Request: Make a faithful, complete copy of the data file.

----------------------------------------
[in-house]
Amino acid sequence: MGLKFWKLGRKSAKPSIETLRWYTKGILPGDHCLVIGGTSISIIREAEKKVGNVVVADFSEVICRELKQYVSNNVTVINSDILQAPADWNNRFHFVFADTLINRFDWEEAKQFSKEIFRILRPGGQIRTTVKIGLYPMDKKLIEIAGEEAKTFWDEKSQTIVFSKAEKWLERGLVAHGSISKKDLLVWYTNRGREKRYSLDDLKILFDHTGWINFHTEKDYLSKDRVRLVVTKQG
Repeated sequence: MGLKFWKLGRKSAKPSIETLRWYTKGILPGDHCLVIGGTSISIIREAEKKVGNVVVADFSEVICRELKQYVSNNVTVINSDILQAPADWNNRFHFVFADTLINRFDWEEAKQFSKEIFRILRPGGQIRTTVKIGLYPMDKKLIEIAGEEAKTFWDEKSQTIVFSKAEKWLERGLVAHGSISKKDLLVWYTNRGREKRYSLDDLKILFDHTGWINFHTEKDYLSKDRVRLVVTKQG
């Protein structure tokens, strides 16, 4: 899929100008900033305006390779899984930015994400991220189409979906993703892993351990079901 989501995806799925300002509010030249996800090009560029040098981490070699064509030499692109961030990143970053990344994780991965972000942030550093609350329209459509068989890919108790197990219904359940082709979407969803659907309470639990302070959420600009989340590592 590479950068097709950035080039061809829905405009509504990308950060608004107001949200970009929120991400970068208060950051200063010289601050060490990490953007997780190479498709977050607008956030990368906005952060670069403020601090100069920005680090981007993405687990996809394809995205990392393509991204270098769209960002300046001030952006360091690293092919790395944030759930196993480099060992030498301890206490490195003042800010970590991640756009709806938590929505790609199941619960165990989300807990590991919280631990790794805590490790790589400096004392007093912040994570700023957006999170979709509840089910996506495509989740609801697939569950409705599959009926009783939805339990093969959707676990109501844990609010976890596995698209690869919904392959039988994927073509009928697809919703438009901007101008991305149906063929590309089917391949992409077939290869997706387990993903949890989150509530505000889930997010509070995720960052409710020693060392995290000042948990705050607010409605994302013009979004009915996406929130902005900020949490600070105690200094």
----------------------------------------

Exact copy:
[in-house]
Amino acid sequence: MGLKFWKLGRKSAKPSIETLRWYTKGILPGDHCLVIGGTSISIIREAEKKVGNVVVADFSEVICRELKQYVSNNVTVINSDILQAPADWNNRFHFVFADTLINRFDWEEAKQFSKEIFRILRPGGQIRTTVKIGLYPMDKKLIEIAGEEAKTFWDEKSQTIVFSKAEKWLERGLVAHGSISKKDLLVWYTNRGREKRYSLDDLKILFDHTGWINFHTEKDYLSKDRVRLVVTKQG
Repeated sequence: MGLKFWKLGRKSAKPSIETLRWYTKGILPGDHCLVIGGTSISIIREAEKKVGNVVVADFSEVICRELKQYVSNNVTVINSDILQAPADWNNRFHFVFADTLINRFDWEEAKQFSKEIFRILRPGGQIRTTVKIGLYPMDKKLIEIAGEEAKTFWDEKSQTIVFSKAEKWLERGLVAHGSISKKDLLVWYTNRGREKRYSLDDLKILFDHTGWINFHTEKDYLSKDRVRLVVTKQG
């Protein structure tokens, strides 16, 4: 899929100008900033305006390779899984930015994400991220189409979906993703892993351990079901 989501995806799925300002509010030249996800090009560029040098981490070699064509030499692109961030990143970053990344994780991965972000942030550093609350329209459509068989890919108790197990219904359940082709979407969803659907309470639990302070959420600009989340590592 590479950068097709950035080039061809829905405009509504990308950060608004107001949200970009929120991400970068208060950051200063010289601050060490990490953007997780190479498709977050607008956030990368906005952060670069403020601090100069920005680090981007993405687990996809394809995205990392393509991204270098769209960002300046001030952006360091690293092919790395944030759930196993480099060992030498301890206490490195003042800010970590991640756009709806938590929505790609199941619960165990989300807990590991919280631990790794805590490790790589400096004392007093912040994570700023957006999170979709509840089910996506495509989740609801697939569950409705599959009926009783939805339990093969959707676990109501844990609010976890596995698209690869919904392959039988994927073509009928697809919703438009901007101008991305149906063929590309089917391949992409077939290869997706387990993903949890989150509530505000889930997010509070995720960052409710020693060392995290000042948990705050607010409605994302013009979004009915996406929130902005900020949490600070105690200094």